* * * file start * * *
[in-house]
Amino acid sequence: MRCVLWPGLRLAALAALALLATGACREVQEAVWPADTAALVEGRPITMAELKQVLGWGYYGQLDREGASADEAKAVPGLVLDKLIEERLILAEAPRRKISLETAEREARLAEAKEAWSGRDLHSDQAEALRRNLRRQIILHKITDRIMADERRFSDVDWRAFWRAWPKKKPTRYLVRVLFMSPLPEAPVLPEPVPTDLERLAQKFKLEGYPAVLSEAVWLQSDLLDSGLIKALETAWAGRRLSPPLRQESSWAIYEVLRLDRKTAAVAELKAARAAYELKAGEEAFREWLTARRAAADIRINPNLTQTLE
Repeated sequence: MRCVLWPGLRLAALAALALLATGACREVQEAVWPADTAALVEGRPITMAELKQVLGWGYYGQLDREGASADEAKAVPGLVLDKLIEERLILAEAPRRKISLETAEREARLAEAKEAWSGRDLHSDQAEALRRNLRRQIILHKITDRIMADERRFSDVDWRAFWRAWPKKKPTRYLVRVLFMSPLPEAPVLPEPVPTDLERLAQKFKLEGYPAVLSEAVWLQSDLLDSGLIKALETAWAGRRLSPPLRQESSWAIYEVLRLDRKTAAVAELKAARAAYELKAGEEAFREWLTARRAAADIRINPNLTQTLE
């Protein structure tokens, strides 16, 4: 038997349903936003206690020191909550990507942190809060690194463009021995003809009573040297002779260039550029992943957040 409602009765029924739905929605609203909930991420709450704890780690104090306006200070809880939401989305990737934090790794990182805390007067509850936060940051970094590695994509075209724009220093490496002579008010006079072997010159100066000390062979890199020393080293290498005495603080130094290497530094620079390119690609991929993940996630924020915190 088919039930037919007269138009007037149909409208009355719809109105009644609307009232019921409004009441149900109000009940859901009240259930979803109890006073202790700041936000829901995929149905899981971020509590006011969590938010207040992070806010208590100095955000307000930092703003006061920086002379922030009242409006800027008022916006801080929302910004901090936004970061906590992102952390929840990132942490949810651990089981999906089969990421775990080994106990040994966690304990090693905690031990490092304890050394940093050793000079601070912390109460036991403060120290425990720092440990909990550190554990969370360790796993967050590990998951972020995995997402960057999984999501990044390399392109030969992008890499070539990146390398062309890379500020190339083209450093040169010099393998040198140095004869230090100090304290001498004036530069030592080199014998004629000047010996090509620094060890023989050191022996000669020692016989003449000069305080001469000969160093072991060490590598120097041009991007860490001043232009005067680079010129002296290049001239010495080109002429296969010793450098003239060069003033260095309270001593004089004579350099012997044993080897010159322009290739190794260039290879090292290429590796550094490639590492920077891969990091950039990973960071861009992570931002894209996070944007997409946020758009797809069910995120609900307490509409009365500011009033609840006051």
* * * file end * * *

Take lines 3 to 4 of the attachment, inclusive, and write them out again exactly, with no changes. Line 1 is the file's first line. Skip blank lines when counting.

Repeated sequence: MRCVLWPGLRLAALAALALLATGACREVQEAVWPADTAALVEGRPITMAELKQVLGWGYYGQLDREGASADEAKAVPGLVLDKLIEERLILAEAPRRKISLETAEREARLAEAKEAWSGRDLHSDQAEALRRNLRRQIILHKITDRIMADERRFSDVDWRAFWRAWPKKKPTRYLVRVLFMSPLPEAPVLPEPVPTDLERLAQKFKLEGYPAVLSEAVWLQSDLLDSGLIKALETAWAGRRLSPPLRQESSWAIYEVLRLDRKTAAVAELKAARAAYELKAGEEAFREWLTARRAAADIRINPNLTQTLE
């Protein structure tokens, strides 16, 4: 038997349903936003206690020191909550990507942190809060690194463009021995003809009573040297002779260039550029992943957040 409602009765029924739905929605609203909930991420709450704890780690104090306006200070809880939401989305990737934090790794990182805390007067509850936060940051970094590695994509075209724009220093490496002579008010006079072997010159100066000390062979890199020393080293290498005495603080130094290497530094620079390119690609991929993940996630924020915190 088919039930037919007269138009007037149909409208009355719809109105009644609307009232019921409004009441149900109000009940859901009240259930979803109890006073202790700041936000829901995929149905899981971020509590006011969590938010207040992070806010208590100095955000307000930092703003006061920086002379922030009242409006800027008022916006801080929302910004901090936004970061906590992102952390929840990132942490949810651990089981999906089969990421775990080994106990040994966690304990090693905690031990490092304890050394940093050793000079601070912390109460036991403060120290425990720092440990909990550190554990969370360790796993967050590990998951972020995995997402960057999984999501990044390399392109030969992008890499070539990146390398062309890379500020190339083209450093040169010099393998040198140095004869230090100090304290001498004036530069030592080199014998004629000047010996090509620094060890023989050191022996000669020692016989003449000069305080001469000969160093072991060490590598120097041009991007860490001043232009005067680079010129002296290049001239010495080109002429296969010793450098003239060069003033260095309270001593004089004579350099012997044993080897010159322009290739190794260039290879090292290429590796550094490639590492920077891969990091950039990973960071861009992570931002894209996070944007997409946020758009797809069910995120609900307490509409009365500011009033609840006051």